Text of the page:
Using QuickBooks for invoicing might sound like a great idea at first, and to be honest it is. As long as you understand how the process works. Don’t worry, I'm going to walk you through it.

“Ideally” , there are four steps in this process:

Step 1: An invoice is created by you and is sent to your client. This is Accounts Receivable (A/R).

Step 2: When the client views and makes payment on the invoice, QuickBooks auto-generates a “Receive Payment” entry. This will remove the balance your client owes you from your A/R balance. The payment then gets parked in the “Undeposited Funds” account until the amount is actually deposited into your bank account.

Step 3: When the payment is deposited in the bank, QuickBooks creates a “Deposit” entry and matches it with the “Receive Payment” entry from step 2.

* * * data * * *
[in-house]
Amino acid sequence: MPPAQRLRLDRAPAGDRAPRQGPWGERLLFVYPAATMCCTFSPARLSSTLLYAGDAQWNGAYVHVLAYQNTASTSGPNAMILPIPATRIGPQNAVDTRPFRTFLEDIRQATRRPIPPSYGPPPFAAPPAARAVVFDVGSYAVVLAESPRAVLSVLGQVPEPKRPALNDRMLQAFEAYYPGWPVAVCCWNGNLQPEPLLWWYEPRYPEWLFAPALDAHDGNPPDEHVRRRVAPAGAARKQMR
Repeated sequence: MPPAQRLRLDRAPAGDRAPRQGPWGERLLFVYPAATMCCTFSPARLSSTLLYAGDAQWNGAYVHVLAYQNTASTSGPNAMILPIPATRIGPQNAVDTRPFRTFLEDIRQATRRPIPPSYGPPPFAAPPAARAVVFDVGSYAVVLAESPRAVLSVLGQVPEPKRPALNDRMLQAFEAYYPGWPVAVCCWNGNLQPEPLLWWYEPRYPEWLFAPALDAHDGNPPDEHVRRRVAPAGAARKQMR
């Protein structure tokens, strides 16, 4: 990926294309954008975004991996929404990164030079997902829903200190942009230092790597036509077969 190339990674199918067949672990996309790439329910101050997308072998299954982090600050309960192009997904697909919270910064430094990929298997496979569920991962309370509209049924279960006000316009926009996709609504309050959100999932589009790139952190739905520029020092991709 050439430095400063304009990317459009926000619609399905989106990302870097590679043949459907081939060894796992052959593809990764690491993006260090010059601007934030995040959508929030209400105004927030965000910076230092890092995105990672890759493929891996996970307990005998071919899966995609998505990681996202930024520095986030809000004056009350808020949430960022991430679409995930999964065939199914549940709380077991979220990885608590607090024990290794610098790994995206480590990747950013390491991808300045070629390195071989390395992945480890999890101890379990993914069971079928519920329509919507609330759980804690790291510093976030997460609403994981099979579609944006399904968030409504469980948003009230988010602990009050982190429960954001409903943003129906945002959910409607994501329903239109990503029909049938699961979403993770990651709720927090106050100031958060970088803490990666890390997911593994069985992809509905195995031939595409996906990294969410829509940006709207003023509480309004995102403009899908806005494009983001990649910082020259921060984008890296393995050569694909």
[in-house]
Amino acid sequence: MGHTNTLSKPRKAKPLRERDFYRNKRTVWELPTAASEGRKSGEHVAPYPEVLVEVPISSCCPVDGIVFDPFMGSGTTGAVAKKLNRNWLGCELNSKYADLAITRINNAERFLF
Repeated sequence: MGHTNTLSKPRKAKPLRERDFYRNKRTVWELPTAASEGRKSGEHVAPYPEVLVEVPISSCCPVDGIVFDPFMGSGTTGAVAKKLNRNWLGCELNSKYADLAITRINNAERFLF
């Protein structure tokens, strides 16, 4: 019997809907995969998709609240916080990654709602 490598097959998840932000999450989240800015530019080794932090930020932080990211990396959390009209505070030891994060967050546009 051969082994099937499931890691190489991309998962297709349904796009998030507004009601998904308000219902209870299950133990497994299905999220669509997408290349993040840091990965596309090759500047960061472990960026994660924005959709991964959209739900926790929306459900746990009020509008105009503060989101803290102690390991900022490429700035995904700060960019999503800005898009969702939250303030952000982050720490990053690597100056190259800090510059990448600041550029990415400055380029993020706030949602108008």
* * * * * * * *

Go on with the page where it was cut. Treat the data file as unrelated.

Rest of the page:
Step 4: When the payment is cleared and reflected in the bank, on the banking screen, under “For Review” the “Deposit” entry from Step 3 matches the received amount and you will click on “Match”.

Looks not too terrible, right?

Until you get paid, not via QuickBooks, but with 3rd party payment processors like Stripe or Square, or just a bank wire transfer, or start using different software for invoicing.

Things get a little more manual on your end.

You will have to do all 4 steps yourself without relying on QBO’s auto-generated entries.

Why is it important to follow these steps when recording a payment for an A/R invoice in QBO:

  • To avoid double reported income on your P&L!

  • Accurate information on your company’s financials

  • Properly calculated quarterly estimated taxes

  • No mess (or less mess) to clean-up when getting your books ready for tax season

Now, let me show you the actual process. Click the link to watch 3 minute video and don’t forget to save the link, so you can always go back to it when recording payments for invoices.

https://www.loom.com/share/e04cb2e6238e49a08f4f540427bfb006

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